Skip to main content

Advertisement

Poster presentation | Open | Published:

Rapid adaptation reduces perceived odor intensity in rodents

While most information about olfactory perception comes from human psychophysics, most neurophysiological understanding of neural odor coding comes from rodents. Intensity perception in humans is known to undergo rapid adaptation in as little as a single inhalation of odor. In rodents, odor-driven neural responses change rapidly across sniffs, but it is unclear whether these changes are associated with reductions in perceived odor intensity. To address this issue, we used a behavioral assay in rats to measure changes in the relative intensity of two odors as a function of concentration and after rapid adaptation. We show that a brief 300 ms exposure to an adapting odor immediately reduces the perceived intensity of the same odor relative to an unrelated control odor. This drop in relative intensity is similar to a 10-fold dilution of the test odor. Our data show that perceived odor intensity in rodents changes rapidly following odor onset, possibly in just one sniff. This provides a potential perceptual correlate to rapid changes in odor responses observed in neurophysiological investigations of odor coding.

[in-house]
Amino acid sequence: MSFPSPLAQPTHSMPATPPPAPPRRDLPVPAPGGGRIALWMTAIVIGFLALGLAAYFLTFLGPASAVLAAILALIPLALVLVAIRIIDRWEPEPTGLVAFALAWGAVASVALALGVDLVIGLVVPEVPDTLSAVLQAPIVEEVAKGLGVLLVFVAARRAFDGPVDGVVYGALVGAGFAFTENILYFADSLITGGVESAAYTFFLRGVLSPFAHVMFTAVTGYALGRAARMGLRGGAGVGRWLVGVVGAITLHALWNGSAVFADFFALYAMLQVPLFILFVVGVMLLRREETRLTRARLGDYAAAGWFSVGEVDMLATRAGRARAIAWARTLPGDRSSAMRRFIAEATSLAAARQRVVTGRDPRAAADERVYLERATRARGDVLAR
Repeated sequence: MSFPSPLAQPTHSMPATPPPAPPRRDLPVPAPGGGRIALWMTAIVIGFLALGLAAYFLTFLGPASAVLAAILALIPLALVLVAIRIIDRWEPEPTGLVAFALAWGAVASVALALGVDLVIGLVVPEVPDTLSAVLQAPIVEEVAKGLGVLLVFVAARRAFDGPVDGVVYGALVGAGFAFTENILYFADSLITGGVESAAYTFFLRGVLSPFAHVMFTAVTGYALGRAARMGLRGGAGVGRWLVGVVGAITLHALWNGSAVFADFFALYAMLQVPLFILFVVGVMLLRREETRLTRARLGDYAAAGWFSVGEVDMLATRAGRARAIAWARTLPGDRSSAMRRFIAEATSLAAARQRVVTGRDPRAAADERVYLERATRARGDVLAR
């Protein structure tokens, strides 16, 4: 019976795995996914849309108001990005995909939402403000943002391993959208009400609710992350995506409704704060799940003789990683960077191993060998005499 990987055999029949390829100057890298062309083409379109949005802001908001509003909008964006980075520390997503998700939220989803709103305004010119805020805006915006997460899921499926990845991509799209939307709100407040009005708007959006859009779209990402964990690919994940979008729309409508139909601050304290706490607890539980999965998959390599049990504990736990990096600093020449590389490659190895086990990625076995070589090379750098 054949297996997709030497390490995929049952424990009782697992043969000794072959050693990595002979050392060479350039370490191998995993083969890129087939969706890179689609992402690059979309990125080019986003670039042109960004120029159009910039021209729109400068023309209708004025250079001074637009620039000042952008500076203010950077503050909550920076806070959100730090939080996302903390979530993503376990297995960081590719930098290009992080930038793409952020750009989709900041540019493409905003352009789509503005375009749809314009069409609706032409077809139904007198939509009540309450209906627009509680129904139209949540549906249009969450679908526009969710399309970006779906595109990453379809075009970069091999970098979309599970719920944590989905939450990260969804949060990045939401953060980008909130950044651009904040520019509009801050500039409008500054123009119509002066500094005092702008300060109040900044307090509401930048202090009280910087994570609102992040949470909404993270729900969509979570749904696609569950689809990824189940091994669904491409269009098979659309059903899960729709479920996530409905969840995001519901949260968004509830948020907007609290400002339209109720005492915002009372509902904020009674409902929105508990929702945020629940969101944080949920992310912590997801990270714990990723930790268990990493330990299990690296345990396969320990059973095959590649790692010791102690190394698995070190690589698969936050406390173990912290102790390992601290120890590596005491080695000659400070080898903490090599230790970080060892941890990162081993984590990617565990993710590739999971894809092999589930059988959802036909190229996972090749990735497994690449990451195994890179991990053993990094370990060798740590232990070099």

Author information

Correspondence to Yevgeniy Sirotin.

Rights and permissions

Reprints and Permissions

About this article

Verify currency and authenticity via CrossMark

Keywords

  • Relative Intensity
  • Psychology Research
  • Neural Response
  • Behavioral Assay
  • Rapid Adaptation